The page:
WASHINGTON (Reuters) - U.S. President Barack Obama is likely to radically reshape his Cabinet and senior advisers at the start of his second term In January, as many trusted officials step down after long tenures through stressful periods at top jobs.
Following is a list of the most-watched Obama Cabinet and senior staff, whether they are likely to remain in office, and possible replacements.
**Department of State -- Secretary Hillary Clinton
Clinton, one of the most popular members of Obama’s Cabinet, has held the post since the start of the president’s first administration and has said she will step down in January.
Kerry, the unsuccessful 2004 Democratic presidential nominee and chairman of the powerful Senate Foreign Relations Committee, would bring decades of experience. He was a Navy lieutenant during the Vietnam War, where he won awards for bravery, and after returning home became a prominent opponent of the war.
But his selection could leave Democrats to defend a U.S. Senate seat against the just-defeated but still-popular Massachusetts Republican Senator Scott Brown, who lost a close race to Senator-elect Elizabeth Warren in November.
Tough-minded and already immersed in the most important international issues of the day, Rice is widely regarded as one of Obama’s most capable surrogates with a direct line into the White House.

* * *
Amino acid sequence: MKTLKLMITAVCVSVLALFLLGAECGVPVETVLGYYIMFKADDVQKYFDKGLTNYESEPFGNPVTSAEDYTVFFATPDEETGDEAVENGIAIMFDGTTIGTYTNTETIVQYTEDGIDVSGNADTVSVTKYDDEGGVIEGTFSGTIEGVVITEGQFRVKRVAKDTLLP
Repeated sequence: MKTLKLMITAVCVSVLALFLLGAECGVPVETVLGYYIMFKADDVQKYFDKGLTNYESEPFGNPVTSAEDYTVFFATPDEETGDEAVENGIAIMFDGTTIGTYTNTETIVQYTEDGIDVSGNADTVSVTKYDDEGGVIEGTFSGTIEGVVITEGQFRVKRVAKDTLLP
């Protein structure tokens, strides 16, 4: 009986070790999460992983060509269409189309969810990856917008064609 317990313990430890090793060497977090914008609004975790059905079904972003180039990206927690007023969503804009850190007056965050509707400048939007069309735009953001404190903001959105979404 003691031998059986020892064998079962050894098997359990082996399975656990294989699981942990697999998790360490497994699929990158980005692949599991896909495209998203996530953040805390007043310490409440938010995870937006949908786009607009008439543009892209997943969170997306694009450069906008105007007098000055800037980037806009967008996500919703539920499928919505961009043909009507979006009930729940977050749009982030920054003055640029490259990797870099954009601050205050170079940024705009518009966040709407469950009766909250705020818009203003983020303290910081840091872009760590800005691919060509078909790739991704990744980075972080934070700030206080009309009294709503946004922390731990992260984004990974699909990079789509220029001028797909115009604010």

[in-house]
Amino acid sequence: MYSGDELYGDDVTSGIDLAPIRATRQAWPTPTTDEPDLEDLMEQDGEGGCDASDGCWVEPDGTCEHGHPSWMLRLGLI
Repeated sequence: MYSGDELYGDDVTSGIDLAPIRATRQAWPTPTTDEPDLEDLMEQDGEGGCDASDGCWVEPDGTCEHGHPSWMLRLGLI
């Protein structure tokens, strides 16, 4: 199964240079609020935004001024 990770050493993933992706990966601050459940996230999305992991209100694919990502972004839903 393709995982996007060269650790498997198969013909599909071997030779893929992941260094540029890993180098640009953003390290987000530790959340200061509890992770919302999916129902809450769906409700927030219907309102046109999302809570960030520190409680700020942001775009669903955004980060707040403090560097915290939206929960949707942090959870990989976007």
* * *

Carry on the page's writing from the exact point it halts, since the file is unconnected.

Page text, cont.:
But she has been fiercely attacked by Republicans over her public statements describing the deadly September 11 attack on the U.S. mission in Benghazi, Libya, as the result of a spontaneous demonstration rather than a planned terrorist act. Her critics say her comments were politically motivated and misled the public. Obama has repeated his trust in her.
Donilon, Obama’s national security adviser, has been both a government official and a Washington lawyer. He is seen as an insider who could align the State Department tightly with White House priorities for a second Obama term.
While Donilon could be an effective manager, some analysts say he may not have the charisma for the kind of high-wattage public diplomacy that has marked Clinton’s tenure.
**Department of the Treasury -- Secretary Timothy Geithner.
Geithner has been Obama’s Treasury secretary since the beginning and has held steady under intense pressure as he orchestrated and publicly defended the administration’s response to the financial crisis.
Geithner has said he wants to step down but is expected to stay until mid-January to help the administration forge a deal with Congress to avoid looming abrupt tax hikes and spending cuts referred to as the “fiscal cliff.”